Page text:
Nemilar writes "The Wall Street Journal has an interview with Steve Jobs in which he discusses the past, present, and future of the iPad and tablet PCs. Among other things, he mentions that iPad development in 2000 was the catalyst for the iPhone, why regular PC operating systems don't scale down well for tablet PCs, and how in the future ads will be built directly into the iPhone OS. He also mentions his views on customer privacy, and his belief that customers will pay for content on the web."
Link to Original Source
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Does the Internet Make Humanity Smarter or Dumber?

Nemilar Nemilar writes  |  more than 4 years ago

Nemilar (173603) writes "The Wall Street Journal is running a pair of articles asking whether the Internet is making humanity smarter or dumber. The argument for "smarter" is that the internet is simply a change in the rules of publishing, and that the bad material is thrown away; the second story critiques the "information overload" aspect of the internet, claiming that we have traded depth of knowledge for velocity and span. What do you think? Does the internet make you stupid?"
Link to Original Source
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Preload Boosts Linux Performance Drastically

Nemilar Nemilar writes  |  more than 6 years ago

Nemilar writes "Preload is a Linux daemon that stores commonly-used libraries and binaries in memory to speed up access times, similar to the Windows Vista SuperFetch function. This article examines Preload and gives some insight into how much performance is gained for its total resource cost, and discusses basic installation and configuration to get you started."
Link to Original Source
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Travel the Universe from the Desktop with Celestia

Nemilar Nemilar writes  |  more than 6 years ago

Nemilar writes "While it may not let you go where no man has gone before, Celestia is an amazing desktop application that lets you go anywhere in the known Universe.You can view any object in the Solar System, travel to distant stars, and even leave the Galaxy, traveling faster than the speed of light, viewing high-res images of objects millions of miles away."
Link to Original Source
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Will Ajax RE's bring about Web 3.0?

Nemilar Nemilar writes  |  more than 6 years ago

Nemilar writes "Web 2.0 was marked by web-based applications. But the major limitation to all these services is that they existed solely in the realm of the Internet, and data was stored on somebody else's servers. The introduction of Ajax RE's is poised to change all that, allowing coders to write applications using existing technologies to merge the desktop with the web. Will Ajax Runtime Environments bring about Web 3.0?"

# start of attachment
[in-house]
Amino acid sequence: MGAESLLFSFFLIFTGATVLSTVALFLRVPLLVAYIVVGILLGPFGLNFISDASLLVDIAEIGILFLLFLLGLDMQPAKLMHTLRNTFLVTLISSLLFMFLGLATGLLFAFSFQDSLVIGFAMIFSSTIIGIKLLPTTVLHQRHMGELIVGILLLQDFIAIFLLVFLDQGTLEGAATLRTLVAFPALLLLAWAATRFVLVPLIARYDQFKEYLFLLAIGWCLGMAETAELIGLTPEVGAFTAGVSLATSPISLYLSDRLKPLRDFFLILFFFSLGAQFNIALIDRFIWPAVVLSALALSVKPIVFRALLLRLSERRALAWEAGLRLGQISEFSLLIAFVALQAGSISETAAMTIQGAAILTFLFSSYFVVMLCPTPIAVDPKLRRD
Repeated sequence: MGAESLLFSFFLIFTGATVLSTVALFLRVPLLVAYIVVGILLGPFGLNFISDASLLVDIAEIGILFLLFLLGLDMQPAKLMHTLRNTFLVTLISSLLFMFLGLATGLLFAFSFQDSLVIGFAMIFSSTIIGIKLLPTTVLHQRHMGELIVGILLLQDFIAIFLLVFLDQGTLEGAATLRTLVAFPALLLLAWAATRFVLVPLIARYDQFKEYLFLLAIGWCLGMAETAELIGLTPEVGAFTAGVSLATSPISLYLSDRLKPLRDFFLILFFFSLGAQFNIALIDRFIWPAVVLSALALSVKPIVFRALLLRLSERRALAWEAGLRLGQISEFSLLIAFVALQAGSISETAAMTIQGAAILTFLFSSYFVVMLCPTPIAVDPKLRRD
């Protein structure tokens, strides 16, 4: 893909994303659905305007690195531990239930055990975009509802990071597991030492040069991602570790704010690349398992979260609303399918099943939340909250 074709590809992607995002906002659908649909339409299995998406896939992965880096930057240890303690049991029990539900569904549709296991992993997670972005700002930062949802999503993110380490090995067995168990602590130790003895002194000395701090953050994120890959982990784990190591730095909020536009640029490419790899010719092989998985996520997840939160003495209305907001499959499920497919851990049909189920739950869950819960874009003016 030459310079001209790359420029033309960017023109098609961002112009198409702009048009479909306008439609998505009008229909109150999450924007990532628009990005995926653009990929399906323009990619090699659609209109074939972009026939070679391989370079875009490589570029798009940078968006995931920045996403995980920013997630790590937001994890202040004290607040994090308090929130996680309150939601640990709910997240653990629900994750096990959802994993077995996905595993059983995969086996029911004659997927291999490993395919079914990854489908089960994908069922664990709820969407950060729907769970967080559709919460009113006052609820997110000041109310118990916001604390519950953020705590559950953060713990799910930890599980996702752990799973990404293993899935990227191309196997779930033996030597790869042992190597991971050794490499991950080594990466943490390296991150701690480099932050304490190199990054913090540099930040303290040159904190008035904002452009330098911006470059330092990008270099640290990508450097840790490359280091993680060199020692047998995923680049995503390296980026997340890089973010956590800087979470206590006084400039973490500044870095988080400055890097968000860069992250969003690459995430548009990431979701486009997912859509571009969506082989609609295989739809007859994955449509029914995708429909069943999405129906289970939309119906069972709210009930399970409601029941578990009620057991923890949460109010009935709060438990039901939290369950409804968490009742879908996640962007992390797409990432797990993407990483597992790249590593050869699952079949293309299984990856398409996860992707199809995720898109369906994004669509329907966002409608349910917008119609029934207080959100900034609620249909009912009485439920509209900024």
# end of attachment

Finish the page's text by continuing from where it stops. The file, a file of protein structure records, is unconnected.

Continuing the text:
Link to Original Source
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Fluxbuntu: User-friendly Featherweight Linux?

Nemilar Nemilar writes  |  more than 6 years ago

Nemilar writes "Fluxbuntu's aim is to be a "lightweight, productive, agile, and efficient" operating system; this review takes a look at Fluxbuntu and whether it lives up to the challenge of creating a user-friendly experience on a tight resources budget. The review discusses included applications, the user interface and ease-of-use, as well as some limitations, and concludes that Fluxbuntu might be lightweight and efficient, but lacks productivity and the clean finish necessary for a user-friendly desktop."
Link to Original Source
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Virtualization in Linux: A Review of Four Software

Nemilar Nemilar writes  |  more than 6 years ago

Nemilar writes "This week Canonical, the company behind Ubuntu Linux, announced a partnership with Parallels, maker of the Virtualization products Parallels Workstation and Parallels Desktop for Mac. This makes four different virtualization programs that run on Linux, three of which are available via the Ubuntu repositories. This article compares four virtualization products available for Linux: the free, open source x86 emulator Qemu; the closed-but-free versions of VirtualBox and VMware-Server, and the commercial Parallels Workstation."
Link to Original Source
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Hardy A4: A Glimpse into the Future of Ubuntu

Nemilar Nemilar writes  |  more than 6 years ago

Nemilar writes "Ubuntu's Hardy is set to release soon, and a look at its current state shows how well it progressing, including many of the applications that are now included by default and the major changes that will improve stability and usability. Among these are the addition of Firefox 3 and Remote Desktop on the applications side, and a new method for systems control known as Policy Kit, which enables the administrator to unlock certain functions for normal users."
Link to Original Source
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TimeVault: Linux's answer to Apple's Time Machine

Nemilar Nemilar writes  |  more than 5 years ago

Nemilar writes "Apple's Time Machine made waves throughout the community for its ease of use, for bringing the critical task of backing-up to the masses. For decades, Linux gurus have been doing their backups with rsync and cron, but now TimeVault is changing all that. This review of TimeVault shows its installation and configuration, and discusses its features, as well as its various limitations. Overall, it's simple and effective enough that this cornerstone piece of software is one more example of how Linux is getting closer to being a suitable desktop operating system."
Link to Original Source